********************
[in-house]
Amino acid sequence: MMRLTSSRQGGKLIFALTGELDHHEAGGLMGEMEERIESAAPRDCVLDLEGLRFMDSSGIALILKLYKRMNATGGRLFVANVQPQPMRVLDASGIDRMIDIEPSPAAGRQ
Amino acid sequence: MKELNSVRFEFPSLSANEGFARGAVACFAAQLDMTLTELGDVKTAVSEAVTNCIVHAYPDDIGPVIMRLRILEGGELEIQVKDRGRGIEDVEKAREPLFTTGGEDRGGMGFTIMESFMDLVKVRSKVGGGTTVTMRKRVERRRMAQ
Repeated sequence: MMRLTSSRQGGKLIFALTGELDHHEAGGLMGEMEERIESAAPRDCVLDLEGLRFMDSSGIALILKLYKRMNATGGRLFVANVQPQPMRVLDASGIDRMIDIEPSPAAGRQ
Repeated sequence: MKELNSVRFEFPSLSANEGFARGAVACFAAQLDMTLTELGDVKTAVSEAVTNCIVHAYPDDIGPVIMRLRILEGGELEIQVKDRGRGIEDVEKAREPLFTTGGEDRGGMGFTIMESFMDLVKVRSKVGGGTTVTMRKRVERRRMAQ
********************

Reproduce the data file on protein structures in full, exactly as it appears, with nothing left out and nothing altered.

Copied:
[in-house]
Amino acid sequence: MMRLTSSRQGGKLIFALTGELDHHEAGGLMGEMEERIESAAPRDCVLDLEGLRFMDSSGIALILKLYKRMNATGGRLFVANVQPQPMRVLDASGIDRMIDIEPSPAAGRQ
Amino acid sequence: MKELNSVRFEFPSLSANEGFARGAVACFAAQLDMTLTELGDVKTAVSEAVTNCIVHAYPDDIGPVIMRLRILEGGELEIQVKDRGRGIEDVEKAREPLFTTGGEDRGGMGFTIMESFMDLVKVRSKVGGGTTVTMRKRVERRRMAQ
Repeated sequence: MMRLTSSRQGGKLIFALTGELDHHEAGGLMGEMEERIESAAPRDCVLDLEGLRFMDSSGIALILKLYKRMNATGGRLFVANVQPQPMRVLDASGIDRMIDIEPSPAAGRQ
Repeated sequence: MKELNSVRFEFPSLSANEGFARGAVACFAAQLDMTLTELGDVKTAVSEAVTNCIVHAYPDDIGPVIMRLRILEGGELEIQVKDRGRGIEDVEKAREPLFTTGGEDRGGMGFTIMESFMDLVKVRSKVGGGTTVTMRKRVERRRMAQ